- Negative Mind: Brings forward the negative aspect of a situation in order to protect from danger. It is the quickest of the three functional minds since it is essential for survival.
- Positive Mind: Brings forward the positive aspect of a situation in order to find opportunities and possibilities of expansion, experience, expression, creativity, pleasure and fulfilment. It is our constructive, risk-taking and pro-active impulse.
- Neutral Mind: Brings forward the right or best decision or answer within a greater context, with the greatest potential for the best possible long-term benefit for the maximum of involved or affected people or things. It corresponds to our intuition and the heart centre. Since it is susceptible to meditation it is also called the meditative mind.
The combination of the 3 Impersonal Minds with the 3 Personal Minds then results in 9 so called Aspects (Archetypes), specific mental and emotional stances, temperaments, tendencies, characters, personae, sets of skills and approaches, which are named as follows:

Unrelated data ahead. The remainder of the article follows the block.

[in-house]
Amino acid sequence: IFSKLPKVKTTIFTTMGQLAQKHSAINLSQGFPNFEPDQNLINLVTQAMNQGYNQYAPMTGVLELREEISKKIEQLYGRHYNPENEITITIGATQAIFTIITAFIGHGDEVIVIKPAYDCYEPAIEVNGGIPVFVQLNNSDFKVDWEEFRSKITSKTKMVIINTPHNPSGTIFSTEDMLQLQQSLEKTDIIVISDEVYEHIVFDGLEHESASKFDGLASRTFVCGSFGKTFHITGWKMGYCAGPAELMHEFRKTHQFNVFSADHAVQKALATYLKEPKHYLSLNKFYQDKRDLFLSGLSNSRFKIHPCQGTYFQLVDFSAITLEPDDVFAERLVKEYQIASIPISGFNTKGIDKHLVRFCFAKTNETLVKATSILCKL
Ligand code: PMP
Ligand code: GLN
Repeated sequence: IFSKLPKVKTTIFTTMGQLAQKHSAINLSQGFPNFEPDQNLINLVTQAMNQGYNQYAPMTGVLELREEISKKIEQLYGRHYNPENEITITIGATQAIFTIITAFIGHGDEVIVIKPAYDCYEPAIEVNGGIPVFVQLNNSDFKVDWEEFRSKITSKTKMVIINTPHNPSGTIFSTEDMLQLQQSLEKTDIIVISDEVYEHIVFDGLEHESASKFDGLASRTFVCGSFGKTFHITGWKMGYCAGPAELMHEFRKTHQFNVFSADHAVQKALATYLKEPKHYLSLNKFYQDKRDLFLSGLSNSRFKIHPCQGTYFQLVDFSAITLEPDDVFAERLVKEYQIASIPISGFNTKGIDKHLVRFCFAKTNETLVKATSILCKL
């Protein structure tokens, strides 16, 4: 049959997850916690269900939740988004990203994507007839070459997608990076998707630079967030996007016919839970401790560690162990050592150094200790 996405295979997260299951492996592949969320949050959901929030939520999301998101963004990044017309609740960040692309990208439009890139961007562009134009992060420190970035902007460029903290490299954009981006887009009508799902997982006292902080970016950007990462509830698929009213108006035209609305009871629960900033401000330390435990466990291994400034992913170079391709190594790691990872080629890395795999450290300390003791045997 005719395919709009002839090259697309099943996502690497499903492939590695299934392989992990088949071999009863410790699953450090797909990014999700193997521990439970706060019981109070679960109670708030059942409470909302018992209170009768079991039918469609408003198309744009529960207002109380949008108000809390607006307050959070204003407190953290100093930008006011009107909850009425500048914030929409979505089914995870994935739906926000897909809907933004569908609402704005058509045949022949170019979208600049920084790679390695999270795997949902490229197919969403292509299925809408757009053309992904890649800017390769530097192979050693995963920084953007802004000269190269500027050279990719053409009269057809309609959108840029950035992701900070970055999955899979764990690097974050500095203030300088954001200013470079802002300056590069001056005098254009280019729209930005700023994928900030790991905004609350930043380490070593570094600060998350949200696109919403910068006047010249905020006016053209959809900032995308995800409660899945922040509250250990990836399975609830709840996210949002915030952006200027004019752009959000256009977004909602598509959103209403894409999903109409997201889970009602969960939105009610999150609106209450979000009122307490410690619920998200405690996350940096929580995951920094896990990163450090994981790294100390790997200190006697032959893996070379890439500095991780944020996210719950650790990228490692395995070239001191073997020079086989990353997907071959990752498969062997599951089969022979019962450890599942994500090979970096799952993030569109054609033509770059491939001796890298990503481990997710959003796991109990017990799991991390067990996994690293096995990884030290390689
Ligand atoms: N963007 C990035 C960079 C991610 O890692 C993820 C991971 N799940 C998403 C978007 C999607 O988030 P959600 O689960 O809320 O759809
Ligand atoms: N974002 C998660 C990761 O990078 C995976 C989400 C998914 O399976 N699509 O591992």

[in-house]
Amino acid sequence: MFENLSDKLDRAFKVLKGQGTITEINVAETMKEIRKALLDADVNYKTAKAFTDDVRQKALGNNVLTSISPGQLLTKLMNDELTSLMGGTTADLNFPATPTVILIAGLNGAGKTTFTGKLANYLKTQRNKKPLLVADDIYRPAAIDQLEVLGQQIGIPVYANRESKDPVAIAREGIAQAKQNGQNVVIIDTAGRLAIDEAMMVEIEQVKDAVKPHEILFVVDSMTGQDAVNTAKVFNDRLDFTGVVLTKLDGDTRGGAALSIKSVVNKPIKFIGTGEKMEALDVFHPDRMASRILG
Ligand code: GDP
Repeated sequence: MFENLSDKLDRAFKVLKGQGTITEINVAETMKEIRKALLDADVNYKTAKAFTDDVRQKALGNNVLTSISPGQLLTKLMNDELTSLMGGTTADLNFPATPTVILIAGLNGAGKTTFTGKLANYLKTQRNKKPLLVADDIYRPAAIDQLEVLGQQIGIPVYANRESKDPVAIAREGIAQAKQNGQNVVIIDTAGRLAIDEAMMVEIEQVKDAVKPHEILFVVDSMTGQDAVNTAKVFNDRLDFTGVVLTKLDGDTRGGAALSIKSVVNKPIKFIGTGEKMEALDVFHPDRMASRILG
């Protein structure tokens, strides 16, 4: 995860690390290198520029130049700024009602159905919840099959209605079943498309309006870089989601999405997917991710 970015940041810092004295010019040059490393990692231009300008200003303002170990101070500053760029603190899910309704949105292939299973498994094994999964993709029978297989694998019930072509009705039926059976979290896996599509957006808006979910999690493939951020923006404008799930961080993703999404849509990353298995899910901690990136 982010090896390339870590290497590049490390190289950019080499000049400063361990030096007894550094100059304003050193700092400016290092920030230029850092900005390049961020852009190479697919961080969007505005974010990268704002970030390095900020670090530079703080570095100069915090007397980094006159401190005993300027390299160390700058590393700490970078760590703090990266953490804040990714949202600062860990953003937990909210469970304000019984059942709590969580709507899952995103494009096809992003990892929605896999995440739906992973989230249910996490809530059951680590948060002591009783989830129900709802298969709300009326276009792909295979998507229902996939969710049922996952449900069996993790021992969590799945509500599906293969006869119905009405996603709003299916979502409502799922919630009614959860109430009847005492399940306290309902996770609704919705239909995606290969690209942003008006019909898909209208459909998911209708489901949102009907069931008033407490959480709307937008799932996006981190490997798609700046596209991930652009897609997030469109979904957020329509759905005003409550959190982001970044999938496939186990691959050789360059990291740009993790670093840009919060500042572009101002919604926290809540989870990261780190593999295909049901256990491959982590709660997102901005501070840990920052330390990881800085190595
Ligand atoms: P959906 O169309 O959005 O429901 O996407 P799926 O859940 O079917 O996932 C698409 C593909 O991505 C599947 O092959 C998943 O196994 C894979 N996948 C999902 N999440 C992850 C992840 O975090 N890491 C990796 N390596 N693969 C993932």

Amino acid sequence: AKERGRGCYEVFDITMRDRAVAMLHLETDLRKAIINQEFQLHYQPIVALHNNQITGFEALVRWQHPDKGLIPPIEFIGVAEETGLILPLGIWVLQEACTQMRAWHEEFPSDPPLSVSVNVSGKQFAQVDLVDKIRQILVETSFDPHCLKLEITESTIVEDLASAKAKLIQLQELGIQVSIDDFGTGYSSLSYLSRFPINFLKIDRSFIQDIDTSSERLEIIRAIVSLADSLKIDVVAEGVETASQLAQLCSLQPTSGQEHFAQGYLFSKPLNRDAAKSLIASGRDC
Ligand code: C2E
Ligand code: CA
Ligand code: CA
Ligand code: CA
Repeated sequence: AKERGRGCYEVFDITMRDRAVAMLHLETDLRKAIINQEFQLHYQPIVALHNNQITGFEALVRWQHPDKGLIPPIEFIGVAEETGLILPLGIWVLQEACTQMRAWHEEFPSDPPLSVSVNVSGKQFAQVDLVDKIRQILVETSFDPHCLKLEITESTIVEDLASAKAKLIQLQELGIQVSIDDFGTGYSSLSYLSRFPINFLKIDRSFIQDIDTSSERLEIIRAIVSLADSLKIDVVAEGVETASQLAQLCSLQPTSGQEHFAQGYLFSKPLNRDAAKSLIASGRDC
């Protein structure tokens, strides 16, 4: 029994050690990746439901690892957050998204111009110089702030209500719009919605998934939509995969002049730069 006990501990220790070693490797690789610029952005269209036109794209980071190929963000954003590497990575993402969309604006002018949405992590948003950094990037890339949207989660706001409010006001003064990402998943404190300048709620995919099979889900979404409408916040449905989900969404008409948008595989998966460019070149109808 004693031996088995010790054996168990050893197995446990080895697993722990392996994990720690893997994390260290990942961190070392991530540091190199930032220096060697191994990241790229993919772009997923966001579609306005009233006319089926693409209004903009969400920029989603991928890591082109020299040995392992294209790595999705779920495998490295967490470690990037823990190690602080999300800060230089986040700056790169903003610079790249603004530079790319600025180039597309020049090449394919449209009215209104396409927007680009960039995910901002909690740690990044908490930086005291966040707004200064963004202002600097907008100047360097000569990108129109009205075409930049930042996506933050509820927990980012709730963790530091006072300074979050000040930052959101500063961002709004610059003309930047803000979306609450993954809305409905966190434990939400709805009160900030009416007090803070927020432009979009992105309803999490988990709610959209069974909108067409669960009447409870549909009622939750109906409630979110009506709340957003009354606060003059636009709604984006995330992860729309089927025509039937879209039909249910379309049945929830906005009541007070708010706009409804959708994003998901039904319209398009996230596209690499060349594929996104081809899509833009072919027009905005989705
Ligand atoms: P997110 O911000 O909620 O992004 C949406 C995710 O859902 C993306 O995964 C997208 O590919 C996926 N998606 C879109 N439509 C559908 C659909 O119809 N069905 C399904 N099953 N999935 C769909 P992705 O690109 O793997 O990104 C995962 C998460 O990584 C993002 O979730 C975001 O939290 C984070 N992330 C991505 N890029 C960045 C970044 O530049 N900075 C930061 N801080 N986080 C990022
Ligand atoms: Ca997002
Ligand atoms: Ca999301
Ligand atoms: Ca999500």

- Manas x Neg Mind: Defender
- Manas x Pos Mind: Artist
- Manas x Neutral Mind: Strategist
- Ahangkaar x Neg Mind: Manager
- Ahangkaar x Pos Mind: Producer
- Ahangkaar x Neutral Mind: Leader
- Buddhi x Neg Mind: Preserver
- Buddhi x Pos Mind: Campaigner
- Buddhi x Neutral Mind: Teacher
But the mind doesn’t stop there. Since it is automatic and ever-moving, the mind cannot but apply itself to everything there is (and to everything it produces) over and over again, unless it is under the control and power of the Self (or very exhausted), which is rarely the case. Consequently, every Aspect will be subject to another application of negative, positive and neutral mental processing, resulting, in turn, in 9 x 3 = 27 so called Projections. You can find the names and details of all Projections on the Projections Post.